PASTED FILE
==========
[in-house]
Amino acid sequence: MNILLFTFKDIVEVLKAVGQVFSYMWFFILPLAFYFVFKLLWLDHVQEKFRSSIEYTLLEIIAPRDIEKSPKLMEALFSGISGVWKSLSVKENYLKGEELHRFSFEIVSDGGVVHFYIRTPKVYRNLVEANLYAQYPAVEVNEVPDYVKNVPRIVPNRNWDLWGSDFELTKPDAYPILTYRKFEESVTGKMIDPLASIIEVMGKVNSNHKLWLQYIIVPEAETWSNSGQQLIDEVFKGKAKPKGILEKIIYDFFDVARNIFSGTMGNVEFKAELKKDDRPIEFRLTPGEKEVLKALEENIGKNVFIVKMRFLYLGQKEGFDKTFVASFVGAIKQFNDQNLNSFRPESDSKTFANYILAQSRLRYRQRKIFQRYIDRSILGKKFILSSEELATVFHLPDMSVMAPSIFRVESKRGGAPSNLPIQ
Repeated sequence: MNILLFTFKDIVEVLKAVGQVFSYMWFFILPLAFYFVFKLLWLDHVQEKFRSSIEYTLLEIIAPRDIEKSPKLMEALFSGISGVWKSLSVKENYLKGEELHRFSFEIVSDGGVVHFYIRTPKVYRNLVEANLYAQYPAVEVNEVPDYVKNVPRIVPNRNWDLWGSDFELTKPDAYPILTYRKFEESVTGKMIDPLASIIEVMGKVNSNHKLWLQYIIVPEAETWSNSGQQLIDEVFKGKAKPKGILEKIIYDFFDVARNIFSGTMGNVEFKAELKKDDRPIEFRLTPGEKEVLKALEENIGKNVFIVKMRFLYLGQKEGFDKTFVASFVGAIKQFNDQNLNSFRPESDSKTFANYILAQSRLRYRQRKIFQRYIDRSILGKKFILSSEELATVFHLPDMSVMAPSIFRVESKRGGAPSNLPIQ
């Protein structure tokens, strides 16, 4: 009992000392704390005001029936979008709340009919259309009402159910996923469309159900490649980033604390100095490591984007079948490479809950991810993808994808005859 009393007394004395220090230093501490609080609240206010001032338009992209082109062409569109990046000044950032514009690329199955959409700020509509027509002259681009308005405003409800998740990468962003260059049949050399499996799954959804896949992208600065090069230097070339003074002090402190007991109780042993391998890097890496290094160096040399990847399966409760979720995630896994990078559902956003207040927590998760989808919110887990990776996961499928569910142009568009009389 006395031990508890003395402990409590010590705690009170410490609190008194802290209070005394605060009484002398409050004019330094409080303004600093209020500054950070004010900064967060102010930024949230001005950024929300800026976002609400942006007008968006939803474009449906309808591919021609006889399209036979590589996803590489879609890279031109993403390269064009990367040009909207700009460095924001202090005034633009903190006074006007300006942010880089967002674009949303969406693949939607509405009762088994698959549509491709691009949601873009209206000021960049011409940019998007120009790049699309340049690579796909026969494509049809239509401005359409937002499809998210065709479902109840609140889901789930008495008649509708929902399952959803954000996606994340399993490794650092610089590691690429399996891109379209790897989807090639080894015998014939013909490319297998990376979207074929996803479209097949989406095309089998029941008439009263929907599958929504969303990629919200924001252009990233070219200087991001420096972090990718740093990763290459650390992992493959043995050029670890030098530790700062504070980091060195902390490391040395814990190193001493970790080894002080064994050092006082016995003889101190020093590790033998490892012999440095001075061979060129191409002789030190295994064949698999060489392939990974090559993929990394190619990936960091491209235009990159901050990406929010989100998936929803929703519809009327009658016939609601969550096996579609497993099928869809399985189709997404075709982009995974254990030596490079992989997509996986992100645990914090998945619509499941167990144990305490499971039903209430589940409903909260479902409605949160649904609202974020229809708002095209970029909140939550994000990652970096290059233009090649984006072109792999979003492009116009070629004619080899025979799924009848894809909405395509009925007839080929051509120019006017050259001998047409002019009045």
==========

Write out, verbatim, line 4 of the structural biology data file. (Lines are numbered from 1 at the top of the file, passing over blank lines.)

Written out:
């Protein structure tokens, strides 16, 4: 009992000392704390005001029936979008709340009919259309009402159910996923469309159900490649980033604390100095490591984007079948490479809950991810993808994808005859 009393007394004395220090230093501490609080609240206010001032338009992209082109062409569109990046000044950032514009690329199955959409700020509509027509002259681009308005405003409800998740990468962003260059049949050399499996799954959804896949992208600065090069230097070339003074002090402190007991109780042993391998890097890496290094160096040399990847399966409760979720995630896994990078559902956003207040927590998760989808919110887990990776996961499928569910142009568009009389 006395031990508890003395402990409590010590705690009170410490609190008194802290209070005394605060009484002398409050004019330094409080303004600093209020500054950070004010900064967060102010930024949230001005950024929300800026976002609400942006007008968006939803474009449906309808591919021609006889399209036979590589996803590489879609890279031109993403390269064009990367040009909207700009460095924001202090005034633009903190006074006007300006942010880089967002674009949303969406693949939607509405009762088994698959549509491709691009949601873009209206000021960049011409940019998007120009790049699309340049690579796909026969494509049809239509401005359409937002499809998210065709479902109840609140889901789930008495008649509708929902399952959803954000996606994340399993490794650092610089590691690429399996891109379209790897989807090639080894015998014939013909490319297998990376979207074929996803479209097949989406095309089998029941008439009263929907599958929504969303990629919200924001252009990233070219200087991001420096972090990718740093990763290459650390992992493959043995050029670890030098530790700062504070980091060195902390490391040395814990190193001493970790080894002080064994050092006082016995003889101190020093590790033998490892012999440095001075061979060129191409002789030190295994064949698999060489392939990974090559993929990394190619990936960091491209235009990159901050990406929010989100998936929803929703519809009327009658016939609601969550096996579609497993099928869809399985189709997404075709982009995974254990030596490079992989997509996986992100645990914090998945619509499941167990144990305490499971039903209430589940409903909260479902409605949160649904609202974020229809708002095209970029909140939550994000990652970096290059233009090649984006072109792999979003492009116009070629004619080899025979799924009848894809909405395509009925007839080929051509120019006017050259001998047409002019009045």